It’s that time of year again: Time when the turning of the calendar page makes most of us think about improving our lives in some way. While you’re hatching plans for losing those holiday pounds or getting more organized, here are 5 resolutions to help you and the seniors in your life have a scam-free 2015:
1. Have the “scam talk” regularly. Mention to your elders the huge and growing number of scams happening in today’s world, and review best practices such as The 3 R’s of Scam Prevention. Help them keep safety from financial victimization and preserving their resources at the forefront of their thinking and practice. Make paying attention to scams a part of their daily or weekly routine. Remember: We become that which we practice most.
2. Help them place a credit freeze or fraud alert on their accounts. This simple step can stop crooks from opening up new accounts in the elder’s name. Be aware that there is a cost for both placing and removing a freeze (usually $5-$20) and you have to place a credit freeze with each of the credit reporting agencies. For more information see pp. 93-96 in Scammed: 3 Steps to Help Your Elder Parents and Yourself.
3. Keep their computers updated. In case the seniors in your life haven’t heard or haven’t acted on this yet, Microsoft no longer supports good old Windows XP. This means that people running that software are vulnerable to all sorts of threats. Remember that spyware, firewalls, and malware need to be updated as well. And be sure that they complete the recommended updates from their operating system, usually either Windows or Apple OS.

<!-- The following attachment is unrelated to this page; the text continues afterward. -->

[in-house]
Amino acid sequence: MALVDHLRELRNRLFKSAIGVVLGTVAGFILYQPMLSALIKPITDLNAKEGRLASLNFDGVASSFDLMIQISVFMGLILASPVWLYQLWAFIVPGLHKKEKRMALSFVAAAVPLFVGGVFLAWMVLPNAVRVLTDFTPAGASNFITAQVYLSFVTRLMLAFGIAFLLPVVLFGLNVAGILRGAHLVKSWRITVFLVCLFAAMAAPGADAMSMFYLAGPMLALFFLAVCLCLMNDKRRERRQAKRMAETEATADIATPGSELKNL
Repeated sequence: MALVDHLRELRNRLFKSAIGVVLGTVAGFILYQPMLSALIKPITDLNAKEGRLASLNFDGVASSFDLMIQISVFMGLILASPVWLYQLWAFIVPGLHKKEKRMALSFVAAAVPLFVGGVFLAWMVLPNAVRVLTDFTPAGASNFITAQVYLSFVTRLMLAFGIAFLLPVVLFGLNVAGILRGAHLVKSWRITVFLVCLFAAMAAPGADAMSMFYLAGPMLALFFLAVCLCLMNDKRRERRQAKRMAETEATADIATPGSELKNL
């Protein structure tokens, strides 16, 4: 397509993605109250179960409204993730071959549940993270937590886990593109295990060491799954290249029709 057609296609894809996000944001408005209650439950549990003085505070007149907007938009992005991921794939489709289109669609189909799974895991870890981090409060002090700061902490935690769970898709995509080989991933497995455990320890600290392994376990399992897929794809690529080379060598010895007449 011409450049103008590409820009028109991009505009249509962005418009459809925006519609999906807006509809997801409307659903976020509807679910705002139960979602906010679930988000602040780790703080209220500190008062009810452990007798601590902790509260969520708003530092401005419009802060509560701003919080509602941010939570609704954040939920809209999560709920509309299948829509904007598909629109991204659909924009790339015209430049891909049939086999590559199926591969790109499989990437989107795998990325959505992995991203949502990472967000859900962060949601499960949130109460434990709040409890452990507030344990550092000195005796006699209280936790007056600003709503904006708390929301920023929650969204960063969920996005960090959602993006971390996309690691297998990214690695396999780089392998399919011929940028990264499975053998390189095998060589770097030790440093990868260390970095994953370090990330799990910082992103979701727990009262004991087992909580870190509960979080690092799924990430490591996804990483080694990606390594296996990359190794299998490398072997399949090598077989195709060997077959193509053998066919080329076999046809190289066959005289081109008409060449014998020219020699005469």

4. Buy and use a shredder for anything with personal information on it. This should be obvious and old-hat by now, but I am consistently amazed at the people who still don’t use one. The best ones are the confetti type, and here is an excellent quality shredder if you are ready for a new one. I’ve already ordered my new one and it should be here any day now. (Note: In the interest of full disclosure, the link for the shredder is an affiliate link, which means that if you click through it and buy the shredder I recommend I receive a small commission. Anything I earn from this I will use to support my work spreading the word about scams and frauds. Thank you in advance!)
5. Change and strengthen passwords. Do a password review and change any that are weak or obvious. Choices like “password” or “abc123″ are entirely inadequate for today’s cyber-threats. This can be hard because of possible memory issues, but security experts say it’s ok to write down passwords, just be sure they are not stored on the computer and are locked up whenever the senior leaves the house or has anyone over. The best passwords contain a mix of numbers, upper and lower case letters, and special symbols like # or ^.